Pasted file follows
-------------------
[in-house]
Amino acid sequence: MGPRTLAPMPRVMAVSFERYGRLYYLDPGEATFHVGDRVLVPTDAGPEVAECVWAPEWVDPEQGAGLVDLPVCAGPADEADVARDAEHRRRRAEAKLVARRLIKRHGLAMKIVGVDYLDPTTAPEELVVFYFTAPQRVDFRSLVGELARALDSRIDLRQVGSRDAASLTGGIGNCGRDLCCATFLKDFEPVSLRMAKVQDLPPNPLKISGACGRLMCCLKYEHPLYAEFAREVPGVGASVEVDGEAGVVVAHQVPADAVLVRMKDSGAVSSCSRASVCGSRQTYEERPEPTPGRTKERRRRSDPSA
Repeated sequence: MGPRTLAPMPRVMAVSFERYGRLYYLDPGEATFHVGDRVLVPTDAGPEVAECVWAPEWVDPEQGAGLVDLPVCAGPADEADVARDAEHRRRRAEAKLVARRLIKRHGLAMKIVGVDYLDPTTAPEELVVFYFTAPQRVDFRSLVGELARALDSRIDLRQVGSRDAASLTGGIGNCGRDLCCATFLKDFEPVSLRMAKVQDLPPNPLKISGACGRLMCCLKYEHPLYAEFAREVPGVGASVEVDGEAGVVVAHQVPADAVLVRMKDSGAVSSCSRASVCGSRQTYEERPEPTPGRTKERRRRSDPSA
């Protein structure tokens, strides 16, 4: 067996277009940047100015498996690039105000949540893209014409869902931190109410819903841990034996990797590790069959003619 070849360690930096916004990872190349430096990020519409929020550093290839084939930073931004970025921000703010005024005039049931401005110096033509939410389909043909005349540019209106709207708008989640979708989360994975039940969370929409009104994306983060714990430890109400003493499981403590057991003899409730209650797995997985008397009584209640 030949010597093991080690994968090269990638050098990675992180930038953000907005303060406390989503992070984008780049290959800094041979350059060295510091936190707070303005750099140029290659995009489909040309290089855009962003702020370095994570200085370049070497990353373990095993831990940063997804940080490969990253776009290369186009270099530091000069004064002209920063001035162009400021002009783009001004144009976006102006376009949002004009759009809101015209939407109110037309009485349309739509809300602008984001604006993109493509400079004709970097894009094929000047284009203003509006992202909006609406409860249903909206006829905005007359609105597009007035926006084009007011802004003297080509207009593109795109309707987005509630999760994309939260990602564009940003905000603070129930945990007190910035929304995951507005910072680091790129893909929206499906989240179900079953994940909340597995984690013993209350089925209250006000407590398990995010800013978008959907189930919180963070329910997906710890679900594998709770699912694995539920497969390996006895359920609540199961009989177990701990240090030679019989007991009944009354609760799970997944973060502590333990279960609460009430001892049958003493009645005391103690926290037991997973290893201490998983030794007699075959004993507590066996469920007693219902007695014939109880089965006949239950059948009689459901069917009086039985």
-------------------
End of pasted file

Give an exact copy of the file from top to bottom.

[in-house]
Amino acid sequence: MGPRTLAPMPRVMAVSFERYGRLYYLDPGEATFHVGDRVLVPTDAGPEVAECVWAPEWVDPEQGAGLVDLPVCAGPADEADVARDAEHRRRRAEAKLVARRLIKRHGLAMKIVGVDYLDPTTAPEELVVFYFTAPQRVDFRSLVGELARALDSRIDLRQVGSRDAASLTGGIGNCGRDLCCATFLKDFEPVSLRMAKVQDLPPNPLKISGACGRLMCCLKYEHPLYAEFAREVPGVGASVEVDGEAGVVVAHQVPADAVLVRMKDSGAVSSCSRASVCGSRQTYEERPEPTPGRTKERRRRSDPSA
Repeated sequence: MGPRTLAPMPRVMAVSFERYGRLYYLDPGEATFHVGDRVLVPTDAGPEVAECVWAPEWVDPEQGAGLVDLPVCAGPADEADVARDAEHRRRRAEAKLVARRLIKRHGLAMKIVGVDYLDPTTAPEELVVFYFTAPQRVDFRSLVGELARALDSRIDLRQVGSRDAASLTGGIGNCGRDLCCATFLKDFEPVSLRMAKVQDLPPNPLKISGACGRLMCCLKYEHPLYAEFAREVPGVGASVEVDGEAGVVVAHQVPADAVLVRMKDSGAVSSCSRASVCGSRQTYEERPEPTPGRTKERRRRSDPSA
């Protein structure tokens, strides 16, 4: 067996277009940047100015498996690039105000949540893209014409869902931190109410819903841990034996990797590790069959003619 070849360690930096916004990872190349430096990020519409929020550093290839084939930073931004970025921000703010005024005039049931401005110096033509939410389909043909005349540019209106709207708008989640979708989360994975039940969370929409009104994306983060714990430890109400003493499981403590057991003899409730209650797995997985008397009584209640 030949010597093991080690994968090269990638050098990675992180930038953000907005303060406390989503992070984008780049290959800094041979350059060295510091936190707070303005750099140029290659995009489909040309290089855009962003702020370095994570200085370049070497990353373990095993831990940063997804940080490969990253776009290369186009270099530091000069004064002209920063001035162009400021002009783009001004144009976006102006376009949002004009759009809101015209939407109110037309009485349309739509809300602008984001604006993109493509400079004709970097894009094929000047284009203003509006992202909006609406409860249903909206006829905005007359609105597009007035926006084009007011802004003297080509207009593109795109309707987005509630999760994309939260990602564009940003905000603070129930945990007190910035929304995951507005910072680091790129893909929206499906989240179900079953994940909340597995984690013993209350089925209250006000407590398990995010800013978008959907189930919180963070329910997906710890679900594998709770699912694995539920497969390996006895359920609540199961009989177990701990240090030679019989007991009944009354609760799970997944973060502590333990279960609460009430001892049958003493009645005391103690926290037991997973290893201490998983030794007699075959004993507590066996469920007693219902007695014939109880089965006949239950059948009689459901069917009086039985």